Prediction is very difficult, especially about the future.
If you’re a science fiction writer, one of the things you do is try to predict what future technologies will come along. If you’re not writing hard science fiction, this is relatively easy. You just come up with a cool capability and throw in some plausible sounding technical jargon. It’s like adding a magical ability in a fantasy story. As long as you make sure the rules of magic are consistent, you’re in business.
But if you are aiming for harder science fiction, or you’re a futurist, what guiding principles can you use for making grounded predictions? The difficulty level is actually much harder when making near term predictions, partly because your predictions will be assessed for accuracy in your lifetime, but also because it requires a pretty thorough immersion into current technologies, how they work, what the trends lines are, and what room exists for future improvement.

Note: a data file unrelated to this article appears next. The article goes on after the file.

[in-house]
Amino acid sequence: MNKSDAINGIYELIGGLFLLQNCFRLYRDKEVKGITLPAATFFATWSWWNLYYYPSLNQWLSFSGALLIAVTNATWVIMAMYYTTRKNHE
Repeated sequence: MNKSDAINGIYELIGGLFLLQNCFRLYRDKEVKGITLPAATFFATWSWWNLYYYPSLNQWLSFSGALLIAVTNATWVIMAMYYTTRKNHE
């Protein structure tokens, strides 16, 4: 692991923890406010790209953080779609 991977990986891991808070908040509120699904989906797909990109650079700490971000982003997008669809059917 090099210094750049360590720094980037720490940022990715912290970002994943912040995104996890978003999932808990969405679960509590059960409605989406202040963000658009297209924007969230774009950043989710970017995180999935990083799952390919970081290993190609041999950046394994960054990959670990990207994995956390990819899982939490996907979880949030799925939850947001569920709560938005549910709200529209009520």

It gets a little easier for making longer term predictions, because instead of trying to figure out what technical breakthroughs will happen in the next few years, you’re focusing on what might eventually be possible, where the laws of physics may eventually be the deciding factor.
Of course, we could well discover new laws of physics down the road, and who knows what capabilities that new knowledge might enable? As Arthur C. Clarke once observed, any sufficiently advanced technology becomes indistinguishable from magic for an observer from a less developed society. We don’t know most of what we don’t know, and attempting to make predictions about future knowledge is basically just wild guessing.
But if we’re trying to be somewhat grounded, keeping our predictions to things that have a reasonable chance of being true, then it might pay to stick to known science, or at least science that isn’t too speculative. When thinking about this, it pays to remember what technology actually is, which is the manipulation of natural forces for our benefit. If the future technology you’re imagining isn’t based on some natural force, or a combination of natural forces, then you’re essentially positing magic.